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Felicity Green on Women and Media
Felicity Green is widely regarded as a pioneer and an inspirational leader for generations of women in the UK. The first woman ever to take a senior editor role in Fleet Street back in the sixties, Felicity changed the face of fashion journalism in her role at the Daily Mirror.
It is not every day that you get the opportunity to hear such a story first-hand so we were delighted to have that opportunity at the breakfast event hosted by The MBS Group in London’s Charlotte Street Hotel.
Felicity started the morning with an unlikely confession; despite being one of the country’s most celebrated fashion journalists, she was never obsessive about fashion. She looked at it in a dispassionate, objective way and was convinced that the women’s pages in the national press had to be about people, their lives and their aspirations.
After learning her trade at Women & Beauty Magazine (where she was told to ‘hold her stomach in’ by the Editor-in Chief) Felicity joined Crawford’s, the advertising agency. She recalls travelling the US with a red leather Asprey hat box full of lingerie samples and organising fashion shows with leotard clad models because bare skin was taboo. “Not fun”, she admits.
When she got back to the UK, she got a call Hugh Cudlipp at the Daily Mirror, one of the biggest media influencers at the time. He wanted her to run the Women’s Sunday Mirror. “It was a bit of an odd meeting” Felicity recalls. “Not so much of a discussion. Rather he assumed I would be joining and he moved on quickly to ask his assistant to write an offer letter. We had not even agreed what my title would be, so I asked. He had obviously not thought about it and asked me “What do you think it should be?” She did not hesitate – “Associate Editor”.
In the sixties Fleet Street was a very male environment and some people found it difficult to take direction from a woman. Felicity was advised to let the men leave the office “with their dignity intact” and this approach served her well. However, she also had to deal with chauvinism and discrimination.
Despite the challenge, working at the Mirror, was without a doubt the best working experience in Felicity’s career.
In those days the paper was the voice of the people and a force to be reckoned with. It had a daily circulation of 5 million and a readership of 15 million, with an audience that spanned from the very poor and badly educated to the privileged classes. Finding a common language and voice was tough.
Regarding her own section at the paper, Felicity knew that to make a real difference in the way women were perceived in society, women’s media had to change. It was terribly polarising, with either homely magazines showing how to cook and do patchwork, or magazines like Vogue – fantastically aspirational, but out of reach for most people. What’s more, the women’s pages in the nationals were a no-go area for men and this was a problem – she needed to build bridges.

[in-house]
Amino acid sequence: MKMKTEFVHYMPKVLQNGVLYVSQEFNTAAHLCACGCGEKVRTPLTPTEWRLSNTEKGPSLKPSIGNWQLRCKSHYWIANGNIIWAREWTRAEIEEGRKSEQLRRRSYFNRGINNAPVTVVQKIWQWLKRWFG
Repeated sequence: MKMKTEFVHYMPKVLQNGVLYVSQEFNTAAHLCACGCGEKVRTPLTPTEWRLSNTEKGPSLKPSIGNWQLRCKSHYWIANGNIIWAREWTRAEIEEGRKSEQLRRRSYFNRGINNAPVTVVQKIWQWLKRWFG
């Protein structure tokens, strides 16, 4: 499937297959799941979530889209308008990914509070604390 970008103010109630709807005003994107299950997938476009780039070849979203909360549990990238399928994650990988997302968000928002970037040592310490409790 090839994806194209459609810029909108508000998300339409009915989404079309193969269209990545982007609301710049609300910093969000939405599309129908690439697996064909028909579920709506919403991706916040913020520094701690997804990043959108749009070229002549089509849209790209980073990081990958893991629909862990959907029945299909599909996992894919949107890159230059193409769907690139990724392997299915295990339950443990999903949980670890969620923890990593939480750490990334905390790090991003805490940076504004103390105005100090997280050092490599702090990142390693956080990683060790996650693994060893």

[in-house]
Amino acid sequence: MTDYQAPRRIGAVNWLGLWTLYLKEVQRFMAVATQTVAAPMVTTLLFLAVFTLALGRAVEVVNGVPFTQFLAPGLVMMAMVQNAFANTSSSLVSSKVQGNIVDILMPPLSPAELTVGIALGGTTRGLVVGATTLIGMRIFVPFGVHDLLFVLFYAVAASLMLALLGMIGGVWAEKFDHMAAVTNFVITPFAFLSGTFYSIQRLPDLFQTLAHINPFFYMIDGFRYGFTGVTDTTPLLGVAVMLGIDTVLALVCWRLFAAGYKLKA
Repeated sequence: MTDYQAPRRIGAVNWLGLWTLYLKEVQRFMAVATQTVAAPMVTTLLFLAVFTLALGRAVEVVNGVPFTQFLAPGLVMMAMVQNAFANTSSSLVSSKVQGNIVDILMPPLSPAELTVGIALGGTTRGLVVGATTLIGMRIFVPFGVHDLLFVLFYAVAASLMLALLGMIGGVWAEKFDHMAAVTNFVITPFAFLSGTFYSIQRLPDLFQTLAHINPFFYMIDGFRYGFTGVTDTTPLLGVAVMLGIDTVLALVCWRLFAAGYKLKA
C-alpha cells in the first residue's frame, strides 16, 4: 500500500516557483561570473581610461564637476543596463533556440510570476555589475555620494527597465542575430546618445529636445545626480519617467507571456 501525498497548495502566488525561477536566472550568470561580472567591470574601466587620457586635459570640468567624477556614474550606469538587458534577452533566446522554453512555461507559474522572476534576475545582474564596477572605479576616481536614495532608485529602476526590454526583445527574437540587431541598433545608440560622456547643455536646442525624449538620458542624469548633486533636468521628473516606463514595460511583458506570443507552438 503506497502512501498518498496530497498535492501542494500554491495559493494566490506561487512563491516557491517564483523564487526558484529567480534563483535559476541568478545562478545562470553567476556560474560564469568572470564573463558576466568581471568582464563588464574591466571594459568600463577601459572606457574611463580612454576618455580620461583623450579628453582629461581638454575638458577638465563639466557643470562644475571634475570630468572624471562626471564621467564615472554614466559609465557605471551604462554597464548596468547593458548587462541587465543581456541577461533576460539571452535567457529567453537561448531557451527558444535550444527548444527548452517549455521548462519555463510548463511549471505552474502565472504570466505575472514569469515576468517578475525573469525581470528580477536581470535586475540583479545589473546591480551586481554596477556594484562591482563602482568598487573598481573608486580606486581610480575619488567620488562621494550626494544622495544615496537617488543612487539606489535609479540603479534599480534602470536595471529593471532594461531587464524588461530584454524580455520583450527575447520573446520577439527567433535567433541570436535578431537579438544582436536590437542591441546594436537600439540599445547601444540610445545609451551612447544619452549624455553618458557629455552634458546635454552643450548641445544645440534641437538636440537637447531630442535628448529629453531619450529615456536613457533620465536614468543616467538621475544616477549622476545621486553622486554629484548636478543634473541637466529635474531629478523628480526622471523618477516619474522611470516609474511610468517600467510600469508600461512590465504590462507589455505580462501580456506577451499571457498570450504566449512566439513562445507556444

“The 11.00am news conference every day was a very big deal, and my role was to bring a human angle to every story.” In her view, the fashion pages had to be about people, about style, about fun. She got photographers like John French and David Bailey to shoot the fashion spreads. Her maverick approach and creativity transformed not only the women’s pages at The Mirror, but the way fashion was portrayed in the UK media. The innovative nature of her work at the time is now being archived and studied by the V&A Museum in London.
As years went by and her success was recognised, Felicity was often hailed as a woman who managed to shape a man’s world. She worked through the criticism and disapproval through her passion, ambition and focus, still clearly evident today.
Coming from a time when there was real passion behind politics, how does Felicity see society today? Has it perhaps become much more benign and therefore unengaged? Not so, “things are still the same – and the differences are still there. Society is still split into haves and have nots and this needs to change”
When asked about how the role of women has changed, she left us with an inspiring tale. “Even at the toughest times, I was always amazed to see women having children – an inherent optimism about life I have always admired. Women have always been engaged and continue to be engaged with what’s important in our society”. Still provocative, Felicity noted that through her career, the women at the top were always remarkable, whilst there were many mediocre men.
As the breakfast drew to a close, Felicity, still working at 85, told us about some of her current projects with the V&A, her involvement in the fashion journalism programme at Central St Martin’s, (Felicity Green’s GOIL – get on in life – course as she likes to call it) and about the book she swore she would never write and she is about to finish.Category: Event: Panel debate
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